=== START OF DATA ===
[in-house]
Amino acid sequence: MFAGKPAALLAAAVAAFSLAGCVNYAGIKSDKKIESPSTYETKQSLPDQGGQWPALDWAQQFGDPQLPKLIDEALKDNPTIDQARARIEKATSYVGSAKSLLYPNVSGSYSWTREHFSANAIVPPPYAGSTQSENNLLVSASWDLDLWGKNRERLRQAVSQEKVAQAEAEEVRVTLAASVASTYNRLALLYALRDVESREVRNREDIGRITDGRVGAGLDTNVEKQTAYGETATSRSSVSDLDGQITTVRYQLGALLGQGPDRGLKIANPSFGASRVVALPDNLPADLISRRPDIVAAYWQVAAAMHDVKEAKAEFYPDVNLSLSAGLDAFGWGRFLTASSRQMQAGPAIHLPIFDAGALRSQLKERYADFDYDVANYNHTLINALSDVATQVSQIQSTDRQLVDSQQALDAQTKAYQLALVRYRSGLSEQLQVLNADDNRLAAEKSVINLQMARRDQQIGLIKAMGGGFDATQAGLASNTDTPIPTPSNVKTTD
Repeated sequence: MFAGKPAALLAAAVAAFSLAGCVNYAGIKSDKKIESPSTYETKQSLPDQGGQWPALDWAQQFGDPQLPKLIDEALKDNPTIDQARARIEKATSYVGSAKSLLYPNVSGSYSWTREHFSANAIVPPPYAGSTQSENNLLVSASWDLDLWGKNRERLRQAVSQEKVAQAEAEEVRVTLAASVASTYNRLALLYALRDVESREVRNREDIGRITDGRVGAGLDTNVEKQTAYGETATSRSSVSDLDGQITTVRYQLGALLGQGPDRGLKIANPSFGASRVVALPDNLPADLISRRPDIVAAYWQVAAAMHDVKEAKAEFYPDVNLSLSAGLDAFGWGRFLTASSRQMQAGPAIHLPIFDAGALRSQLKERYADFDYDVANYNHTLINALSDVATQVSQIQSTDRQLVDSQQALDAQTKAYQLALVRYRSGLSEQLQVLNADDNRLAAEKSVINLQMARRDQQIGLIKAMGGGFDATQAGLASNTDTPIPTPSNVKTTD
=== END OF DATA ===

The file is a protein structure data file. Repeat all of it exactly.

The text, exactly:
[in-house]
Amino acid sequence: MFAGKPAALLAAAVAAFSLAGCVNYAGIKSDKKIESPSTYETKQSLPDQGGQWPALDWAQQFGDPQLPKLIDEALKDNPTIDQARARIEKATSYVGSAKSLLYPNVSGSYSWTREHFSANAIVPPPYAGSTQSENNLLVSASWDLDLWGKNRERLRQAVSQEKVAQAEAEEVRVTLAASVASTYNRLALLYALRDVESREVRNREDIGRITDGRVGAGLDTNVEKQTAYGETATSRSSVSDLDGQITTVRYQLGALLGQGPDRGLKIANPSFGASRVVALPDNLPADLISRRPDIVAAYWQVAAAMHDVKEAKAEFYPDVNLSLSAGLDAFGWGRFLTASSRQMQAGPAIHLPIFDAGALRSQLKERYADFDYDVANYNHTLINALSDVATQVSQIQSTDRQLVDSQQALDAQTKAYQLALVRYRSGLSEQLQVLNADDNRLAAEKSVINLQMARRDQQIGLIKAMGGGFDATQAGLASNTDTPIPTPSNVKTTD
Repeated sequence: MFAGKPAALLAAAVAAFSLAGCVNYAGIKSDKKIESPSTYETKQSLPDQGGQWPALDWAQQFGDPQLPKLIDEALKDNPTIDQARARIEKATSYVGSAKSLLYPNVSGSYSWTREHFSANAIVPPPYAGSTQSENNLLVSASWDLDLWGKNRERLRQAVSQEKVAQAEAEEVRVTLAASVASTYNRLALLYALRDVESREVRNREDIGRITDGRVGAGLDTNVEKQTAYGETATSRSSVSDLDGQITTVRYQLGALLGQGPDRGLKIANPSFGASRVVALPDNLPADLISRRPDIVAAYWQVAAAMHDVKEAKAEFYPDVNLSLSAGLDAFGWGRFLTASSRQMQAGPAIHLPIFDAGALRSQLKERYADFDYDVANYNHTLINALSDVATQVSQIQSTDRQLVDSQQALDAQTKAYQLALVRYRSGLSEQLQVLNADDNRLAAEKSVINLQMARRDQQIGLIKAMGGGFDATQAGLASNTDTPIPTPSNVKTTD